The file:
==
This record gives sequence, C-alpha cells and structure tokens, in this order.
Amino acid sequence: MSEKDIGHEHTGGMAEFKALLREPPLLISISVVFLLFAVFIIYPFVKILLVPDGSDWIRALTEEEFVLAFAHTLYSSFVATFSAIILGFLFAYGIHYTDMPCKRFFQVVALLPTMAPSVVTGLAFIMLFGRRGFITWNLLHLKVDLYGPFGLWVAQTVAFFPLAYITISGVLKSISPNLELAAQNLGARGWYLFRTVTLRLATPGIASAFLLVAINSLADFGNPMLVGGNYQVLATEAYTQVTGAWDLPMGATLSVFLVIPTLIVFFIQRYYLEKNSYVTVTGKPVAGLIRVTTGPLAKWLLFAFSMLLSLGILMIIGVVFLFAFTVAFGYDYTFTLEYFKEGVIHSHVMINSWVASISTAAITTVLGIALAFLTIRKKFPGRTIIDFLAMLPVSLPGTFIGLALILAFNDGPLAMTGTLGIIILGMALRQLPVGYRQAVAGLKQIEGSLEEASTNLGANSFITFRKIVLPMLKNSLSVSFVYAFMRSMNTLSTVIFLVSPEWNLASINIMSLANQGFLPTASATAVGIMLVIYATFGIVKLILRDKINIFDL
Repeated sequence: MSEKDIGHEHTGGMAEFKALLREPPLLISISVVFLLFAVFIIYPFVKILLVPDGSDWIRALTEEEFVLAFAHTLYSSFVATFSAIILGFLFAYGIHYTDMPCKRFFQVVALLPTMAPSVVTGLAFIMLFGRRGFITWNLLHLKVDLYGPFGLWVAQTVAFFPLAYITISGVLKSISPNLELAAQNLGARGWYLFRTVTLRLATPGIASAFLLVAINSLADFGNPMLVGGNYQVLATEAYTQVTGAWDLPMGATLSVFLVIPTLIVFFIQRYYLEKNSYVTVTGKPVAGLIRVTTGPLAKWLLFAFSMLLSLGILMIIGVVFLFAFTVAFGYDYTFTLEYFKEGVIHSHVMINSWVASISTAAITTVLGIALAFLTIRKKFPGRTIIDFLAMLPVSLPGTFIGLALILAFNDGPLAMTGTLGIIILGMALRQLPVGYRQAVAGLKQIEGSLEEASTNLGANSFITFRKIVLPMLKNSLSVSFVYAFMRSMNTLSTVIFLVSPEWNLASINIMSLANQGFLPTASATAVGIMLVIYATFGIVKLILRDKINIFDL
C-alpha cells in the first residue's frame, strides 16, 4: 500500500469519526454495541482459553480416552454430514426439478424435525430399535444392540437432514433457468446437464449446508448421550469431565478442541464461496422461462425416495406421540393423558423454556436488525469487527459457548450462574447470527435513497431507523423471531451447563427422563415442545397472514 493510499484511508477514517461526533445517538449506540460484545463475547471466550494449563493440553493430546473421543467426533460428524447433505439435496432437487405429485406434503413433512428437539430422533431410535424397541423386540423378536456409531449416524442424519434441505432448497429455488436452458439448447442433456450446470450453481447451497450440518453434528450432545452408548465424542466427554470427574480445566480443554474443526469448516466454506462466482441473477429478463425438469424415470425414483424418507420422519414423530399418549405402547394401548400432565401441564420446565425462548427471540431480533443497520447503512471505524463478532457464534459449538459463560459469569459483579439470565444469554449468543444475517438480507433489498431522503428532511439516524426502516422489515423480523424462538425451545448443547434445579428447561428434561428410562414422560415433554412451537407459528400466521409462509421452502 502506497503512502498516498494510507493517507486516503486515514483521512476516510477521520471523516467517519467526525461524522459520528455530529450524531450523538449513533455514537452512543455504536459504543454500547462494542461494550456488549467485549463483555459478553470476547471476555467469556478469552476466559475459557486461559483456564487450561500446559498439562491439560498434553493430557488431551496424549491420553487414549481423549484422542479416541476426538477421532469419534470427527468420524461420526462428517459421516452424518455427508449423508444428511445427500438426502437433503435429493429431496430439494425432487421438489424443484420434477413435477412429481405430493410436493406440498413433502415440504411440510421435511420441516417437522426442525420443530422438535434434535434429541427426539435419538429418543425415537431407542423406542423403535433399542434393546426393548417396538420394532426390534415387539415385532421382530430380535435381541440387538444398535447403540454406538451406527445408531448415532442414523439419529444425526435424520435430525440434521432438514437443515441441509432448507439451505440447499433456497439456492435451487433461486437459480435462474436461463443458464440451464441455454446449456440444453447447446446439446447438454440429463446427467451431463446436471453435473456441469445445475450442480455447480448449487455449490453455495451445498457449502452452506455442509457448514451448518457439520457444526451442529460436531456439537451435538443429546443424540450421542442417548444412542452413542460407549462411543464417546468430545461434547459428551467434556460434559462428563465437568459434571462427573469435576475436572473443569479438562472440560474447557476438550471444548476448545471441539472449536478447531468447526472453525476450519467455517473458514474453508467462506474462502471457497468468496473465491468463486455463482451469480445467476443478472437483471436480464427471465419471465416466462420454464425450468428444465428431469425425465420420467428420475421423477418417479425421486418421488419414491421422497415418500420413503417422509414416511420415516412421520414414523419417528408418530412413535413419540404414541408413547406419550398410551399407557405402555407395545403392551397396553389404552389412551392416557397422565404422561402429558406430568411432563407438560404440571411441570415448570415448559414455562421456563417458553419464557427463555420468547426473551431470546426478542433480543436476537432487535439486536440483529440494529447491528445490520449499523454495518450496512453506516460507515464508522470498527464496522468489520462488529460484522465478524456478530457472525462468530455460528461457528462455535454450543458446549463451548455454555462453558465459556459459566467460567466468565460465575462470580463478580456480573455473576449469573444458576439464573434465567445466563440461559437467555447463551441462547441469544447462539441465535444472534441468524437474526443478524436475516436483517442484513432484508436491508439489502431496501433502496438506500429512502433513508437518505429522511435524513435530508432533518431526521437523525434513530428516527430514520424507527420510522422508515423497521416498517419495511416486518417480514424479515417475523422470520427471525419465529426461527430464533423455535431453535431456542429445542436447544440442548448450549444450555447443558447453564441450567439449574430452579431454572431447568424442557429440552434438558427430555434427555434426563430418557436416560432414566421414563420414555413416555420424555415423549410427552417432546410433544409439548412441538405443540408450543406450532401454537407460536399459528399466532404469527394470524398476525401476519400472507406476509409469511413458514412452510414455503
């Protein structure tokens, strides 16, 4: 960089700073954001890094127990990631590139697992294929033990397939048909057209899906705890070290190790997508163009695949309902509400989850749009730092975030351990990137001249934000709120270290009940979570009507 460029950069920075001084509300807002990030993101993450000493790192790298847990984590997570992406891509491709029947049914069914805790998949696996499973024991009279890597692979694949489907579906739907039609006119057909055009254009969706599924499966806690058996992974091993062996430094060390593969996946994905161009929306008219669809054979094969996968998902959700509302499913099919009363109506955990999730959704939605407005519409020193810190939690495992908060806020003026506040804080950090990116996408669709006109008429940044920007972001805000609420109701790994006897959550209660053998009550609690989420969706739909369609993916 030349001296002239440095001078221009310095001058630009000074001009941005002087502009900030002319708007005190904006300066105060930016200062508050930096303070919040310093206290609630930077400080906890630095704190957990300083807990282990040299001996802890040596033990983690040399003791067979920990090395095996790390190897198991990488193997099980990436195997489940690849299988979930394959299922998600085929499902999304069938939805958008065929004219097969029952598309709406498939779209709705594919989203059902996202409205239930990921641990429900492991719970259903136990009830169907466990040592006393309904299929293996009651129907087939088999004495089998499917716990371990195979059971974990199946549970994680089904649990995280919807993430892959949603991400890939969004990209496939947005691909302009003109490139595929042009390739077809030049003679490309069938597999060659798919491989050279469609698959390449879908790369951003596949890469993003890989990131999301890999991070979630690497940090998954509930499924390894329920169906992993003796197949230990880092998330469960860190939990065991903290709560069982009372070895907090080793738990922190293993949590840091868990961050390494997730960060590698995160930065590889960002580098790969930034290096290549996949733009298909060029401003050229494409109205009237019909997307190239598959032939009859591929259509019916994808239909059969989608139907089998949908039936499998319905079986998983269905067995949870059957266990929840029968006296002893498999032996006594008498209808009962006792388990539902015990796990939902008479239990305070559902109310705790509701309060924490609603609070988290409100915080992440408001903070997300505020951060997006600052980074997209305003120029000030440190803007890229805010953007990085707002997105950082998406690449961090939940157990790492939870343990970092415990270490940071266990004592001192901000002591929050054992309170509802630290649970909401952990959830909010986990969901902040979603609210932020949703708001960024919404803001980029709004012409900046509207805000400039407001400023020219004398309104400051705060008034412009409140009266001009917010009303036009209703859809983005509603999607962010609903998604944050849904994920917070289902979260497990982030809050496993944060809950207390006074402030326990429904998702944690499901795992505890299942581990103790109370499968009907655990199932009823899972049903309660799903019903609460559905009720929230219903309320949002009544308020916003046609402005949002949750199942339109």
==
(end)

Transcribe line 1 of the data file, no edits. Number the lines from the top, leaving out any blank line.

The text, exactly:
This record gives sequence, C-alpha cells and structure tokens, in this order.